The Enchantress of Numbers
The only legitimate daughter of George Gordon, Lord Byron, is the focus of Chiaverini’s newest novel. Born in 1815 of a disastrous marriage between the great poet and Anne Isabella (Annabella) Milbanke, Augusta Ada Byron never knew her father. Her mother removed her as a newborn because of her belief that Byron was mad and likely involved in an incestuous relationship with his sister, Augusta.
Lady Byron was an extraordinarily brilliant, intellectual woman, and from the time that Ada was an infant, her sole goal was to prevent Ada from having any relationship with fantasy or fun. Angry and bitter, Annabella believed that Ada was going to fall victim to her “Byron blood,” so she did everything humanly possible to weed out imagination from Ada’s life and education. Annabella surrounded Ada with tutors, governesses and overseers who simply did not tolerate anything but adherence to learning—primarily language and math, a subject in which Ada excelled from a very early age. I personally came to detest her.
But Ada is also a member of the aristocracy, and expected to make an appearance in society. When she does, she meets Charles Babbage, scientist and inventor of the Difference Engine and then the Analytical Engine. Ignoring skeptics and being a brilliant mathematician, Ada attempts to work with Babbage to bring his Analytical Engine to fruition. Alas, politics and personalities get in the way, and Babbage’s dream (and Ada’s) is never realized.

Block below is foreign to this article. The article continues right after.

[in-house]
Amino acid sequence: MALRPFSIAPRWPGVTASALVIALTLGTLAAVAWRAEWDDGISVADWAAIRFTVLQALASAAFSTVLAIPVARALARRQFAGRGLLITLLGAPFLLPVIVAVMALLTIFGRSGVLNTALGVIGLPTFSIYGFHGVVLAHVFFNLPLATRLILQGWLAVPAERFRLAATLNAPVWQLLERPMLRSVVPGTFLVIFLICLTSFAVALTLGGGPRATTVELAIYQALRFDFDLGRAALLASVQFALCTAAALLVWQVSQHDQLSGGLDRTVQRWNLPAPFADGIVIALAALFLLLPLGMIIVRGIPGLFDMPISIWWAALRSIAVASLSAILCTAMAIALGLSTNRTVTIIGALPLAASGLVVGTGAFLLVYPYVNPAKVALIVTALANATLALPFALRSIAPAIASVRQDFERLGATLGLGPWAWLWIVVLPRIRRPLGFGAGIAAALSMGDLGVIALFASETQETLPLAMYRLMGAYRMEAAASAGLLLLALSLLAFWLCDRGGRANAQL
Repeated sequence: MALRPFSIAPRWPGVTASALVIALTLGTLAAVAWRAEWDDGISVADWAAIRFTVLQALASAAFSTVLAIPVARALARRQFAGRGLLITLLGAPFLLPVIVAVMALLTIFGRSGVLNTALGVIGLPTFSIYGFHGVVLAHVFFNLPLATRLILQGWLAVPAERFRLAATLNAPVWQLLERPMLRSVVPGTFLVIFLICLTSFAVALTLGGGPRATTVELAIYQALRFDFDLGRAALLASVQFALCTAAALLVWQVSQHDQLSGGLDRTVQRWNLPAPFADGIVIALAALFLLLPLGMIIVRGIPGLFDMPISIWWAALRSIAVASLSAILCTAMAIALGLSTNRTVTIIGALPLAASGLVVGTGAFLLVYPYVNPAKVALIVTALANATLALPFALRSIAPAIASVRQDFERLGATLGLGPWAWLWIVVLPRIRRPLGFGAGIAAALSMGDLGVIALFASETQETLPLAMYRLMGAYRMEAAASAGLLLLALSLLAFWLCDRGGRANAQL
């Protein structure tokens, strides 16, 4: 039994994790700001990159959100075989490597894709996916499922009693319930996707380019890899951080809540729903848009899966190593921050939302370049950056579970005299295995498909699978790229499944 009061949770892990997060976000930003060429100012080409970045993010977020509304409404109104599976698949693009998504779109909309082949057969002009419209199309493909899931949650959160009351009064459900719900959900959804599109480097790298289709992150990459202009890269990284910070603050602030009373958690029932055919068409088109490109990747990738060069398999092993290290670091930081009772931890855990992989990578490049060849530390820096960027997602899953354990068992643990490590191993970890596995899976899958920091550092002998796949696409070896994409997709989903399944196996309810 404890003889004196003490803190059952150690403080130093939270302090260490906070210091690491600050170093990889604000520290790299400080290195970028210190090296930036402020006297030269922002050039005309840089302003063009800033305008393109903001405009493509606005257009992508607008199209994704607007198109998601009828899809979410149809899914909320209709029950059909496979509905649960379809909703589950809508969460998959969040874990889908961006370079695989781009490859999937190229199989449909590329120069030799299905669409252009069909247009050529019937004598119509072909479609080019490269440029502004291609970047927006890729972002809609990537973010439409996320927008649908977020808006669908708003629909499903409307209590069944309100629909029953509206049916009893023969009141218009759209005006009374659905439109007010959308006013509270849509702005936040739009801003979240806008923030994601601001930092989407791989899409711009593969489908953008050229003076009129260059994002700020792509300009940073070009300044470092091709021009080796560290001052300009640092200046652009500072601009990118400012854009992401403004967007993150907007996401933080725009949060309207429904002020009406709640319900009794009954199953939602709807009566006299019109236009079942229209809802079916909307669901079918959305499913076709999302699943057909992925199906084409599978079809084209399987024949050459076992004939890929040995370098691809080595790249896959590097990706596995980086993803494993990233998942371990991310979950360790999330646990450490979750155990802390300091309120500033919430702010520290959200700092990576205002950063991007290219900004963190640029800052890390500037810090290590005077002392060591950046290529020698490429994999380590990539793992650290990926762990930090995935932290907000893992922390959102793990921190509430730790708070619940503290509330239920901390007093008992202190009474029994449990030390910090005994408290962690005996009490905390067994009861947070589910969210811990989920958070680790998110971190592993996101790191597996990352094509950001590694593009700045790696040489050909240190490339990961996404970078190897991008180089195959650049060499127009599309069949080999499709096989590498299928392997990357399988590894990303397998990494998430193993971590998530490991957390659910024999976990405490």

The subject of Chiaverini’s book is a marvel, and I was desperate to know who she was and why. But I could never get close to her and found Ada’s voice to be monotonous, didactic and annoying. Others in Ada’s life—Charles Dickens, Charles Babbage, the great scientific mind, and Mary Somerville (who was a mentor to Ada)—felt more real to me than did Ada.